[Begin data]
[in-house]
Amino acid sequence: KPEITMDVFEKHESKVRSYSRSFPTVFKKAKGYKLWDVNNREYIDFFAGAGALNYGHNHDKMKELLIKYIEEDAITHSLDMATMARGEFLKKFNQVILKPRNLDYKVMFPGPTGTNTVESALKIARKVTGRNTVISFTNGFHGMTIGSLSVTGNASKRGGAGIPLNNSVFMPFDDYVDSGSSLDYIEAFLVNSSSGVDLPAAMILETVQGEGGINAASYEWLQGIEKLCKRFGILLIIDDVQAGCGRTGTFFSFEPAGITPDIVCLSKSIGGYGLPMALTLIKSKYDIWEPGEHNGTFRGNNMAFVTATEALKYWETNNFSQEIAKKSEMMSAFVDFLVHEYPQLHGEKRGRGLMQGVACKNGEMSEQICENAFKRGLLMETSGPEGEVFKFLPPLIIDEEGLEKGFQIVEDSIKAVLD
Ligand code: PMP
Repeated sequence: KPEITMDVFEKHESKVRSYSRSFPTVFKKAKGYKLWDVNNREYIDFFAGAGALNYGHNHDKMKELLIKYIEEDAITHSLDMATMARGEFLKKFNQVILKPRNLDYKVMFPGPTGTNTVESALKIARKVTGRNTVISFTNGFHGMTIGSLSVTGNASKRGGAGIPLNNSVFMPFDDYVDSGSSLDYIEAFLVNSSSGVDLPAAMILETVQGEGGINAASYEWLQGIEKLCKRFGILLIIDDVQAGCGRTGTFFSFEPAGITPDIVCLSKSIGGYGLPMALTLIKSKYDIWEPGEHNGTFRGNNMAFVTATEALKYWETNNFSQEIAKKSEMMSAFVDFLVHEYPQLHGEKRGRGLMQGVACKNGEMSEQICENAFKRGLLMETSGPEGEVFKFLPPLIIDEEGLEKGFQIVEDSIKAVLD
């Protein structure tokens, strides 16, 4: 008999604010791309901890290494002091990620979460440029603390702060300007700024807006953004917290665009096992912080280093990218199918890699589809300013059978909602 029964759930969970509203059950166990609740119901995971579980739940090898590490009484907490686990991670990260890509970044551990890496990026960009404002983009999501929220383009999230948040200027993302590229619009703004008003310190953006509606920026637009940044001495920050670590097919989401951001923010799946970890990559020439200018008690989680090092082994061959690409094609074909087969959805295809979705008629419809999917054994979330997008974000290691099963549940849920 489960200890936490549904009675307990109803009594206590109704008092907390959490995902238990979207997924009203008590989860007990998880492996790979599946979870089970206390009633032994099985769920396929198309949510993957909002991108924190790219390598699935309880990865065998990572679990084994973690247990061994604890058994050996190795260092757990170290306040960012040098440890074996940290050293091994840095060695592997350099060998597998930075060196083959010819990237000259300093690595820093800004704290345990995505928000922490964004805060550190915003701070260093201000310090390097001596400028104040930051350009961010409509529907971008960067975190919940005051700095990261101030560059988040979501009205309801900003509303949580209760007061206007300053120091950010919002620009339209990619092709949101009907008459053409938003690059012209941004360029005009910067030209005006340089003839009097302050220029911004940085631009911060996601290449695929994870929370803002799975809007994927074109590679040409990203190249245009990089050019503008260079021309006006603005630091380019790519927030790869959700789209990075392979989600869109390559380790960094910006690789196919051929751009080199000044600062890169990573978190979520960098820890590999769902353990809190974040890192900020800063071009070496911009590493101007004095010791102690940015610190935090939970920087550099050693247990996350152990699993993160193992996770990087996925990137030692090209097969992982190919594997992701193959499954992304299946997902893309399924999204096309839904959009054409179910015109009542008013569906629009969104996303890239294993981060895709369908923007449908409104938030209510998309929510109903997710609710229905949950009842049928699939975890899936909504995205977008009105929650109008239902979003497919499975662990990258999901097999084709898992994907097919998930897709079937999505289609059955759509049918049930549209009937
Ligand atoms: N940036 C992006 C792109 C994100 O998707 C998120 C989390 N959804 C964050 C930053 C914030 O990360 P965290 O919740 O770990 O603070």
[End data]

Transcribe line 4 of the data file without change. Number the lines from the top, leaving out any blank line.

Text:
Repeated sequence: KPEITMDVFEKHESKVRSYSRSFPTVFKKAKGYKLWDVNNREYIDFFAGAGALNYGHNHDKMKELLIKYIEEDAITHSLDMATMARGEFLKKFNQVILKPRNLDYKVMFPGPTGTNTVESALKIARKVTGRNTVISFTNGFHGMTIGSLSVTGNASKRGGAGIPLNNSVFMPFDDYVDSGSSLDYIEAFLVNSSSGVDLPAAMILETVQGEGGINAASYEWLQGIEKLCKRFGILLIIDDVQAGCGRTGTFFSFEPAGITPDIVCLSKSIGGYGLPMALTLIKSKYDIWEPGEHNGTFRGNNMAFVTATEALKYWETNNFSQEIAKKSEMMSAFVDFLVHEYPQLHGEKRGRGLMQGVACKNGEMSEQICENAFKRGLLMETSGPEGEVFKFLPPLIIDEEGLEKGFQIVEDSIKAVLD